Short bio: Computer Scientist, FOSS supporter (read more)
Tux Machines (TM)-specific
Back in March we had looked at the Radeon HD 3200 graphics found on AMD 780G motherboards. With the Catalyst Linux driver the Radeon HD 3200 had performed about the same speed as the discrete Radeon HD 2400PRO graphics card, which we were quite pleased with considering its integrated and low-power design. The Radeon HD 3200 also offers support for DisplayPort and HDMI, but it's up to the motherboard vendor which output connections they wish to utilize. The Radeon HD 3200 / 780G certainly impressed us, but today we are looking at NVIDIA's latest IGP offering for AMD's Phenom platform. While not all of these features are available to Linux customers, the GeForce 8200 supports DirectX 10, PureVideo HD, GeForce Boost, Hybrid SLI, and other leading edge features. Though between the Radeon HD 3200 and GeForce 8200, which IGP offering reigns supreme under Linux? In this article we'll tell you our thoughts.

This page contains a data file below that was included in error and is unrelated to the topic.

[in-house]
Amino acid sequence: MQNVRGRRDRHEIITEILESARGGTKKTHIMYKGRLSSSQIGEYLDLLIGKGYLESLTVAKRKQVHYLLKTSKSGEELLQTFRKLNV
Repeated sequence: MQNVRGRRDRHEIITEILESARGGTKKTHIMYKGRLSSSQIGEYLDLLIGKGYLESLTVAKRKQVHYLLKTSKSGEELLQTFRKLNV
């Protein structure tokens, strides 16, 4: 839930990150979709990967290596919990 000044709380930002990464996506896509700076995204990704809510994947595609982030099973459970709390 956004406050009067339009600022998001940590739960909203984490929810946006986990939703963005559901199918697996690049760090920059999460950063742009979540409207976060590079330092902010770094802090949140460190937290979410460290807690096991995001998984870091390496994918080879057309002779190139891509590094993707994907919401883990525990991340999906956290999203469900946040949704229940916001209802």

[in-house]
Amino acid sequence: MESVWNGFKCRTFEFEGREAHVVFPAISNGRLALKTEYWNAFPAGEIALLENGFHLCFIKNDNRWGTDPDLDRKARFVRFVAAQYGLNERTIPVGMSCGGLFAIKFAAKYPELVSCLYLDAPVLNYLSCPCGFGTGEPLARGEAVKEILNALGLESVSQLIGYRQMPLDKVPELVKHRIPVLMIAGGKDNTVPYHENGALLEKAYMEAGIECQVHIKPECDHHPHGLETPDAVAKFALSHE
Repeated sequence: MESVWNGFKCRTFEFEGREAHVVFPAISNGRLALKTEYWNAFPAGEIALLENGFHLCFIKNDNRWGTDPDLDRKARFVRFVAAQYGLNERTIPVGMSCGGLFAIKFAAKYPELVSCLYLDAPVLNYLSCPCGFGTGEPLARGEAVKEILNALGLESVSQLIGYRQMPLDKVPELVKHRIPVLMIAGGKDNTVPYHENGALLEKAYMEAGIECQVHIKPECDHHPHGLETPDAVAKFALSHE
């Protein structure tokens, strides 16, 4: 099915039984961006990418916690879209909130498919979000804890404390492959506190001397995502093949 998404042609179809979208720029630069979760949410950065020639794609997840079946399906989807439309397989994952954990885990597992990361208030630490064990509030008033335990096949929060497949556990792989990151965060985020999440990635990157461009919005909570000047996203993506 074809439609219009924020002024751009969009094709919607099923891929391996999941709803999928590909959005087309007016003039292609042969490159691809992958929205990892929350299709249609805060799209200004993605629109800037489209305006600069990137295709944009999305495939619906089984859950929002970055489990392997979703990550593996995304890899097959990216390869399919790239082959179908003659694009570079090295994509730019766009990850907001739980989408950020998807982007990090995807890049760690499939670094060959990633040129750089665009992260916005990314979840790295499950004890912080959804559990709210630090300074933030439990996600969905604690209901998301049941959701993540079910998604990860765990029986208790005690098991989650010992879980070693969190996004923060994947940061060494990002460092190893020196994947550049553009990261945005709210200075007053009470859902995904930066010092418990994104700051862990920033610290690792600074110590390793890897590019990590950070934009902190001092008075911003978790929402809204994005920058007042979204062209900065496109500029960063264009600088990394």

NVIDIA's GeForce 8 IGP line-up consists of the 8100, 8200, and 8300 series. However, these chipsets are only available for AMD's platform and at present the latest for use with Intel processors are left with the GeForce 7 IGPs. Some of the additions made to the GeForce 8200 compared to the earlier GeForce 7050 include AM2+ compatibility for allowing Quad-Core Phenom processors, GeForce Boost, HybridPower Technology, PureVideo HD, and DirectX 10. Outside of the graphics realm, this motherboard chipset now supports six Serial ATA 2.0 ports, compared to four with earlier models. Unfortunately for Linux users, HybridPower and PureVideo HD are both off the table right now with NVIDIA not intending to support either technology via their proprietary driver. The display options include HDMI, DVI, and VGA, but there is no support for DisplayPort.